All injuries were classified according to the Injury Severity Score [15]. Accordingly, we categorized patients presenting with an ISS ≥ 9 as moderately injured. Moreover, we classified all injuries into “major” (fractures, dislocations, concussions, intracranial haemorrhages) and “minor” injuries (contusions, soft tissue injuries, strains or sprains). Further, we categorized injury locations into head, upper extremities including shoulder girdle, lower extremities including pelvis and thorax including spine.

Statistical analysis

Statistical analysis was performed using SPSS 26.0 software (SPSS Inc., Chicago, IL). Comparisons between independent groups of continuous variables were performed by independent sample t test and Chi-square test. The statistical significance level was set to P ≤ 0.05.

Results

A noticeable increase of e-scooter-associated injuries was observed from 2018 to 2019

We observed a distinct increase of e-scooter-associated injuries from 2018 to 2019 resulting in a total number of 175 patients with e-scooter-associated injuries during the study period. During the overlapping 5-month summer period (May–September), we observed a considerable increase of e-scooter injuries from 2018 (n = 13) to 2019 (n = 116), representing an 892% increase (Fig. 1). Patients involved in e-scooter accidents were predominantly male (65.7%) with a mean age of 34.4 years, ranging from 4 to 74 years. Details on patients’ characteristics are shown in Table 1.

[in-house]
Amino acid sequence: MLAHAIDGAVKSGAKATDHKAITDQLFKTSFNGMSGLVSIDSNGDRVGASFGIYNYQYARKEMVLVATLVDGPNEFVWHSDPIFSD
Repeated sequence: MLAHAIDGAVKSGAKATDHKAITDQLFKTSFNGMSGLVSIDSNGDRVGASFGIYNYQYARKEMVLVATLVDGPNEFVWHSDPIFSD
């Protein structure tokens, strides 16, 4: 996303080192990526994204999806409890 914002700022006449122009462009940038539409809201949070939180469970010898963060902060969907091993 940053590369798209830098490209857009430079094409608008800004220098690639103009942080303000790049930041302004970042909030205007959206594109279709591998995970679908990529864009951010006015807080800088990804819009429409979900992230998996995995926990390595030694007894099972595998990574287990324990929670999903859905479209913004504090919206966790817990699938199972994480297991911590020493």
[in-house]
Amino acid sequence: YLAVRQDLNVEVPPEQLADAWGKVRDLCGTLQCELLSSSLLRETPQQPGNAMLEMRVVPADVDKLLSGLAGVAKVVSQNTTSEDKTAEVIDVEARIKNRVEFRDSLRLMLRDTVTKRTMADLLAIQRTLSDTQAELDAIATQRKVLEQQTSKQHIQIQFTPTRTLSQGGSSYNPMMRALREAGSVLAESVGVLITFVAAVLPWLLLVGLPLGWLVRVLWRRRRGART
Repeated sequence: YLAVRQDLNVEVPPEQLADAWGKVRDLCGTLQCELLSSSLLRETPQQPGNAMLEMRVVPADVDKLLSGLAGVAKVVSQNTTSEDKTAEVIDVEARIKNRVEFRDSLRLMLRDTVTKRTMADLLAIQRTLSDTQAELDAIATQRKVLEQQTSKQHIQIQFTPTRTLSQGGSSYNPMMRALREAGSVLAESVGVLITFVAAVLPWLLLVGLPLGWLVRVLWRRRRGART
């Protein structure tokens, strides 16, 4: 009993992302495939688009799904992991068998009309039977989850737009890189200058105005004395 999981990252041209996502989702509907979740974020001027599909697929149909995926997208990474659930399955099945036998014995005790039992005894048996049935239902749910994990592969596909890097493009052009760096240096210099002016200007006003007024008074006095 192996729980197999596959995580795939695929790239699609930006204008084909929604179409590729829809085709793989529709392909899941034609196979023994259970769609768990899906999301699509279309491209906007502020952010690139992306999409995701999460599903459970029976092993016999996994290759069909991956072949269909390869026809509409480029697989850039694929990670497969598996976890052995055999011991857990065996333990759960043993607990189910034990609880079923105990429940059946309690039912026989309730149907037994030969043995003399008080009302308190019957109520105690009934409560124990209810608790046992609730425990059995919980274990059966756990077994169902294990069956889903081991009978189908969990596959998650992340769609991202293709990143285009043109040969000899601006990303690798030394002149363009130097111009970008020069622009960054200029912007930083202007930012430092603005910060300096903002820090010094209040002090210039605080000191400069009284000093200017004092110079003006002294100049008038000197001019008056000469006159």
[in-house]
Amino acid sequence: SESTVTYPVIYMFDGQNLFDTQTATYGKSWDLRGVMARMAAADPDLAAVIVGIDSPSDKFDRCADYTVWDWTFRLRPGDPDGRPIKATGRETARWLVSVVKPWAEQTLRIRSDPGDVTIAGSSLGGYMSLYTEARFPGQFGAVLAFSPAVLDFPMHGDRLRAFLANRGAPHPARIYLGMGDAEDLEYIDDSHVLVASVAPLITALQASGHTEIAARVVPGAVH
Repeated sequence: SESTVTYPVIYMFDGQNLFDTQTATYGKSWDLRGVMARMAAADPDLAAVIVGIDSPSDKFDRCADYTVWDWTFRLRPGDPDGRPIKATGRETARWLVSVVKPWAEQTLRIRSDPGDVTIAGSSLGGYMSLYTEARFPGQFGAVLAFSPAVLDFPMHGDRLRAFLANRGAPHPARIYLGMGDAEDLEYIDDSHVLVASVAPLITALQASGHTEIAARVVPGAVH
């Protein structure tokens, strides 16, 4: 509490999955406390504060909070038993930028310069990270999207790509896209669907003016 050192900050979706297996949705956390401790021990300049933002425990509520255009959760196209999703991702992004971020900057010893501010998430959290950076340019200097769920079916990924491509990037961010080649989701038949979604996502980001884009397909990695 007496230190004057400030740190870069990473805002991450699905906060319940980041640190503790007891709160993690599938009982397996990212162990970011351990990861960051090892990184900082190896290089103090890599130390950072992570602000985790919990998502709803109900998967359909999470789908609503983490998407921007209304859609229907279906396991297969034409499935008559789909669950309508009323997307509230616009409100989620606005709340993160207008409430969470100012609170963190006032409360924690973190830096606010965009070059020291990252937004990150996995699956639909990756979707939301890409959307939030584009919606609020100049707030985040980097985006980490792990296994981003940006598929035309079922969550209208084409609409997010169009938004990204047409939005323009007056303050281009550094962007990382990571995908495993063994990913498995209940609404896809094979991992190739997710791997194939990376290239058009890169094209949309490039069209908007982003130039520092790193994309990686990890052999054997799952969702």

Fig. 1
figure 1

Bargraph illustrating the increase of e-scooter-associated injuries in Vienna from 2018 to 2019 after the implementation of e-scooter sharing programmes

Table 1 Patients’ demographics

E-scooter-associated injuries affected head, upper and lower extremity to the same extent

A total of 104 patients (59.4%) presented with minor injuries, whereas 71 patients (40.6%) presented with major injuries: of those 71 patients with major injuries, 6 patients (8.5%) presented with major injuries in more than one region. With respect to the anatomic location, we could not identify a typical injury pattern: 25 patients (35.2%) sustained a major head injury, 26 patients (36.6%) a major injury of the upper extremity, 12 patients (16.9%) a major injury of the lower extremity, and 2 patients (2.8%) a major injury of thorax or spine (Fig. 2). Further details on injury characteristics are listed in Table 2.

Fig. 2
figure 2

Distribution of injuries in terms of anatomic location and severity

Table 2 E-scooter-associated injuries with respect to the anatomic location

The majority of e-scooter-associated injuries were managed non-operatively

From 175 patients, 47 were admitted to the hospital. About half of them (23 patients, 14 males, 9 females) required operative management (OM) and underwent a total of 27 surgical procedures. The average age of patients who underwent OM was 34.1 years [13–63]. Their ISS was significantly higher (6.8 [1–27]) compared to those patients who underwent non-operative management (NOM) (2.9 [1–14], P = 0.007). Patients treated with OM tended to have increasing length of hospital stay compared to those with NOM (OM 11.0 days [1–115], NOM 3.0 days [1–19], P = 0.177). Outpatient aftercare was significantly longer in patients who underwent OM compared to patients receiving NOM (OM 105.3 days [7–368], NOM 16.3 days [1–67], P = 0.006). The most common surgeries were open reduction and internal fixation of fractures. Different types of surgeries performed are shown in Table 3.